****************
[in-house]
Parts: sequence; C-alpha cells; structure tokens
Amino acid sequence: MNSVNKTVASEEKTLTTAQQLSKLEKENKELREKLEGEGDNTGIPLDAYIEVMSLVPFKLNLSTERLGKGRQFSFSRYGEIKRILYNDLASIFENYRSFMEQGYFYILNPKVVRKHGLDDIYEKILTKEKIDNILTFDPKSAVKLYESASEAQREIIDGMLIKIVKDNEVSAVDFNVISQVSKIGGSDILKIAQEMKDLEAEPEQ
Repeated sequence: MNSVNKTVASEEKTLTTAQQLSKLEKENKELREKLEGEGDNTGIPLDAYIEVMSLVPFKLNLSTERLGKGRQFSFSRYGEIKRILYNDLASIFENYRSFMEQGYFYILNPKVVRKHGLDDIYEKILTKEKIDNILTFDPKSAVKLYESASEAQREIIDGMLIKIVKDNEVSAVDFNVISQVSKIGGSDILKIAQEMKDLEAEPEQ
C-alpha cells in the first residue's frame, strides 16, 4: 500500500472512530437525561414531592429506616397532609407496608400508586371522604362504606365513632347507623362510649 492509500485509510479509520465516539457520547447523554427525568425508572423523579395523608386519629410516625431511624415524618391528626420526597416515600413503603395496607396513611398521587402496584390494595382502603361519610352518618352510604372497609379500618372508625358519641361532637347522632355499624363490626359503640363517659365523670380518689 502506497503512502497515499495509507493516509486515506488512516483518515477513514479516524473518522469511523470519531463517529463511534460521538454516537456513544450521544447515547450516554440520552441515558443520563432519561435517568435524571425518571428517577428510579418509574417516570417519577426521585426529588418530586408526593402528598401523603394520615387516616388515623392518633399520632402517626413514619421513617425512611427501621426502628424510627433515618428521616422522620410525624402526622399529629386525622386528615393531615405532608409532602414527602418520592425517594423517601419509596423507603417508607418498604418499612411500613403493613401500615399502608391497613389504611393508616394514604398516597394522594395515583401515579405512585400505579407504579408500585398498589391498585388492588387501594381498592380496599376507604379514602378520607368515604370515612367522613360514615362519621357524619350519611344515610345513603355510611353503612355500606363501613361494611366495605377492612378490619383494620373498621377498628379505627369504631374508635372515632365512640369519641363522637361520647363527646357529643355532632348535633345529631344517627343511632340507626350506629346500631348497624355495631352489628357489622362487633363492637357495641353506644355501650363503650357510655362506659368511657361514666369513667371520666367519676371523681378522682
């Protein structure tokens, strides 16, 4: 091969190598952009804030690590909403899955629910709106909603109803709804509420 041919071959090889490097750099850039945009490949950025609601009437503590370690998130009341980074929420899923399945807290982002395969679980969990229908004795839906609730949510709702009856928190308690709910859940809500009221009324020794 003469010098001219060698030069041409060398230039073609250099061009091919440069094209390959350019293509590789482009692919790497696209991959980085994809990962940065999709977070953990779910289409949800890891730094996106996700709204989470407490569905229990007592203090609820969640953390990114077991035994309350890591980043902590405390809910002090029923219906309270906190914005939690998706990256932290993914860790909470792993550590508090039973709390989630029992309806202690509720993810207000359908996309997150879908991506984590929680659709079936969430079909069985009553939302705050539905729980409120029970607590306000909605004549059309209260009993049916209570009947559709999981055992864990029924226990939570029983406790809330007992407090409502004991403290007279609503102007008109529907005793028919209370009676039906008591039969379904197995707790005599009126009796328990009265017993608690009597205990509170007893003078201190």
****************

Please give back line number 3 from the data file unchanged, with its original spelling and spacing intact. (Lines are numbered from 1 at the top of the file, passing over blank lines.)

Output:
Amino acid sequence: MNSVNKTVASEEKTLTTAQQLSKLEKENKELREKLEGEGDNTGIPLDAYIEVMSLVPFKLNLSTERLGKGRQFSFSRYGEIKRILYNDLASIFENYRSFMEQGYFYILNPKVVRKHGLDDIYEKILTKEKIDNILTFDPKSAVKLYESASEAQREIIDGMLIKIVKDNEVSAVDFNVISQVSKIGGSDILKIAQEMKDLEAEPEQ